"A tour de force . . . A painstaking case study in the development of an important, but to most nonlawyers esoteric, legal doctrine."
—H. Jefferson Powell, Duke University
"Watson gracefully balances the need for brevity and readable prose with an elegantly reasoned argument. Along the way, he simultaneously produces a startling reevaluation of the Dred Scott decision and continues, with some gentle caveats, his long-term effort to correct the currently fashionable overemphasis on the social and economic origins of legal change."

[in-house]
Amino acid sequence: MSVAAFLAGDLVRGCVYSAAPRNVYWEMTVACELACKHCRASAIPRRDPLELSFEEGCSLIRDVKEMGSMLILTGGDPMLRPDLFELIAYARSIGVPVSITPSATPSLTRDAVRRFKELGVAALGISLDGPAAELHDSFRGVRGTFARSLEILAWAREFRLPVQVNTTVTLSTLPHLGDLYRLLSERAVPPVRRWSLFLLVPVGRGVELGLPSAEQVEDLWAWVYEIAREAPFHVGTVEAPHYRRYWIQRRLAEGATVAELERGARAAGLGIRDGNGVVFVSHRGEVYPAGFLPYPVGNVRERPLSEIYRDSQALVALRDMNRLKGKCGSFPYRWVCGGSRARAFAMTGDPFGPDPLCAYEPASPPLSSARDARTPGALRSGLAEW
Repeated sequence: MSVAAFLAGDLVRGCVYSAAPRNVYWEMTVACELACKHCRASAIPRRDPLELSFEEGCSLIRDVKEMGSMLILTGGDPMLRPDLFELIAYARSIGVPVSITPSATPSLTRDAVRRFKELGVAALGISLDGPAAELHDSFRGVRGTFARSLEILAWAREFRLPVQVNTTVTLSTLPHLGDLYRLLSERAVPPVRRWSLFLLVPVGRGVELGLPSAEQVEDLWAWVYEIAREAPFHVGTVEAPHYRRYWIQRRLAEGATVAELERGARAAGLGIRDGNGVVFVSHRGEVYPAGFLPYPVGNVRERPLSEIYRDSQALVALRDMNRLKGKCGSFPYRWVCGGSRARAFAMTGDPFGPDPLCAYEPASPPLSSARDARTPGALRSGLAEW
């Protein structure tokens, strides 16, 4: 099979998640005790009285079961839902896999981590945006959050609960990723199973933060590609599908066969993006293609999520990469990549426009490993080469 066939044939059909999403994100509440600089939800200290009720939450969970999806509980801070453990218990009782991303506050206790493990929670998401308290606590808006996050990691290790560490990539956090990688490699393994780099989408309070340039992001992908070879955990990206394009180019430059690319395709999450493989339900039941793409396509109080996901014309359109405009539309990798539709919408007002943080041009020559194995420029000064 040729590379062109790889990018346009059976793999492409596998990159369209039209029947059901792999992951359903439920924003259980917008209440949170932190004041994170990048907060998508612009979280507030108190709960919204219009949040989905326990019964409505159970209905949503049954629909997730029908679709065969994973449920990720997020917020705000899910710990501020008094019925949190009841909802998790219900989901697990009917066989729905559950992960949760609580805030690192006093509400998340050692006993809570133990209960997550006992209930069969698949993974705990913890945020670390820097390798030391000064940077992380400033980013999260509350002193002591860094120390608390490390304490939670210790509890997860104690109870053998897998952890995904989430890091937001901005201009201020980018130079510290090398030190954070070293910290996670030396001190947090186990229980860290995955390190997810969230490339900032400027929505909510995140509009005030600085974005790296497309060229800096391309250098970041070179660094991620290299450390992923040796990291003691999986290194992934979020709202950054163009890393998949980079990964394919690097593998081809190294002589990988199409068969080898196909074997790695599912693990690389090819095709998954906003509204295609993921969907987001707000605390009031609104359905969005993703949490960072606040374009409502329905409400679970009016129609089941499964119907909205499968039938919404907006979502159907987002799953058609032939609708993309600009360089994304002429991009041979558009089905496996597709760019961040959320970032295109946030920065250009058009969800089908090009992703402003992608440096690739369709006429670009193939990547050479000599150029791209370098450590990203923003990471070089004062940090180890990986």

Joseph Story and the Comity of Errors examines the decisions of Supreme Court justice and Harvard law professor Joseph Story (1779–1845). According to Alan Watson, Story erred in his interpretation of Dutchman Ulrich Huber’s theory of comity—the respect accorded by one sovereignty to another sovereignty’s laws. Watson suggests that it is because of Story’s misinterpretation that the Dred Scott case went before the United States Supreme Court, whose notorious ruling against Scott fed directly into heated sectional conflict that culminated in the Civil War. Demonstrating the odd twists and turns that legal development sometimes takes, the book is also a fascinating case study that reveals much about the relationship of law to society.
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